“He said he got a scan this week and the cancer was gone,” she said.
“The church, everybody here, just erupted in applause.”
Jimmy Carter revealed in August that cancer initially found in his liver had spread to four spots on his brain. The lesion on his liver was removed on August 12.
After leaving the White House, Jimmy Carter founded the Carter Center, which focuses on human-rights efforts and political mediation.
He has remained active with the center ever since.
Jimmy Carter – a Georgia Democrat – won the Nobel Peace prize for his commitment to finding peaceful solutions to international conflicts and his work with human rights and democracy initiatives.
Beau Biden, the son of Vice President Joe Biden, has died at the age of 46, a White House statement has confirmed.
Beau Biden died on Saturday, May 30, after a long battle with brain cancer, CNN reported.
VP Joe Biden said in a statement on Saturday night:
“It is with broken hearts that Hallie, Hunter, Ashley, Jill and I announce the passing of our husband, brother and son, Beau, after he battled brain cancer with the same integrity, courage and strength he demonstrated every day of his life.
The entire Biden family is saddened beyond words. We know that Beau’s spirit will live on in all of us—especially through his brave wife, Hallie, and two remarkable children, Natalie and Hunter.
Beau’s life was defined by service to others. As a young lawyer, he worked to establish the rule of law in war-torn Kosovo. A major in the Delaware National Guard, he was an Iraq War veteran and was awarded the Bronze Star. As Delaware’s Attorney General, he fought for the powerless and made it his mission to protect children from abuse.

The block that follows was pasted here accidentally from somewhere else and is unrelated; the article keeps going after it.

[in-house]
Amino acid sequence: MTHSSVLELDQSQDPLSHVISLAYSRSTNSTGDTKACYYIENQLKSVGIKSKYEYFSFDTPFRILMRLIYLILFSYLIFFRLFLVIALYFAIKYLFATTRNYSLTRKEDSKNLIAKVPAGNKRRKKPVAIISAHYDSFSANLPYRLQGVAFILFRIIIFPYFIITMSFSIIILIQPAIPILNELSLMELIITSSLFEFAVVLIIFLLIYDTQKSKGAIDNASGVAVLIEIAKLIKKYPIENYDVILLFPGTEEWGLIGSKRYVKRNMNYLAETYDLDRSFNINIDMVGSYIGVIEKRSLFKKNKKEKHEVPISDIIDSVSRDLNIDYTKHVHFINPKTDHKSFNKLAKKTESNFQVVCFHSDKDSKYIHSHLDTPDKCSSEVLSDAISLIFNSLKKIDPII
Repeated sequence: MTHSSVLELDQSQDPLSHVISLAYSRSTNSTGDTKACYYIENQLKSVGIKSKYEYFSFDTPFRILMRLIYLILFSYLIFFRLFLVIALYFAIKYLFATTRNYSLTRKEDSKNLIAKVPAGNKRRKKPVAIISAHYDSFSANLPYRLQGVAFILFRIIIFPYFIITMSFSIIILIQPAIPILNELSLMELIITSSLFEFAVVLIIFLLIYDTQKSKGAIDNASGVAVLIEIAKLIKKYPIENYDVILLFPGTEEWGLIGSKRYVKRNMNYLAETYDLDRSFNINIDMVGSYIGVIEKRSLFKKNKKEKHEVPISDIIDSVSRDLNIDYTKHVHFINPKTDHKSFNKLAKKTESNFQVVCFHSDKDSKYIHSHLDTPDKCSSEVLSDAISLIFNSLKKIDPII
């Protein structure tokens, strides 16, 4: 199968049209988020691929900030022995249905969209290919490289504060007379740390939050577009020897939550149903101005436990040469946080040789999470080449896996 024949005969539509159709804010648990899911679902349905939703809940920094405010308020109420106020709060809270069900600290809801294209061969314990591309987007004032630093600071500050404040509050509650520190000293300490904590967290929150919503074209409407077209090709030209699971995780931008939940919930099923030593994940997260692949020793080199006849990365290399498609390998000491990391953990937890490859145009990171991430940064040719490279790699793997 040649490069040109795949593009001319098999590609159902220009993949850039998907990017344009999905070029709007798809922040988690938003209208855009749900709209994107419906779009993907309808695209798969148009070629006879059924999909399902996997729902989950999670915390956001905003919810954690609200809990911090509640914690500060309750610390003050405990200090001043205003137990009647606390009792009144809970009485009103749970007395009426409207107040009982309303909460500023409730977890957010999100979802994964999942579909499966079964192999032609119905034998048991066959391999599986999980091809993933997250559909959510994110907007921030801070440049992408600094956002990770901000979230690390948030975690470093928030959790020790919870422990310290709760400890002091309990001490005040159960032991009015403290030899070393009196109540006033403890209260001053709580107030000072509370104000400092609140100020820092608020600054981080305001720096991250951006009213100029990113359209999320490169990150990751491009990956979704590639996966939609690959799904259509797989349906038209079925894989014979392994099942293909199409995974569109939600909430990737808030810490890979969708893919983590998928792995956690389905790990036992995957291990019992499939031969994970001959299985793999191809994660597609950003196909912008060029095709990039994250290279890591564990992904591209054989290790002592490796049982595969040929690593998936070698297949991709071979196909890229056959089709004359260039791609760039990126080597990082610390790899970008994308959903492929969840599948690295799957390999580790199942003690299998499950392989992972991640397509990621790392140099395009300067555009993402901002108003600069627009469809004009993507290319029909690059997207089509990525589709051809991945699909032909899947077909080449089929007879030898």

More than his professional accomplishments, Beau measured himself as a husband, father, son and brother. His absolute honor made him a role model for our family. Beau embodied my father’s saying that a parent knows success when his child turns out better than he did.
In the words of the Biden family: Beau Biden was, quite simply, the finest man any of us have ever known.”
Joseph R. Biden III, the former attorney general of Delaware and the elder son of Vice President Joseph R. Biden Jr., died on in Bethesda, Maryland.
Beau Biden had spent more than a week receiving treatment at the Walter Reed National Military Medical Center, where he died.
A new study has suggested that most types of cancer can be put down to bad luck rather than risk factors such as smoking.
The US research team was trying to explain why some tissues were millions of times more vulnerable to cancer than others.
The results, in the journal Science, showed two thirds of the cancer types analyzed were caused just by chance mutations rather than lifestyle.
However some of the most common and deadly cancers are still heavily influenced by lifestyle.
In the US, 6.9% of people develop lung cancer, 0.6% brain cancer and 0.00072% get tumors in their laryngeal cartilage at some point in their lifetime.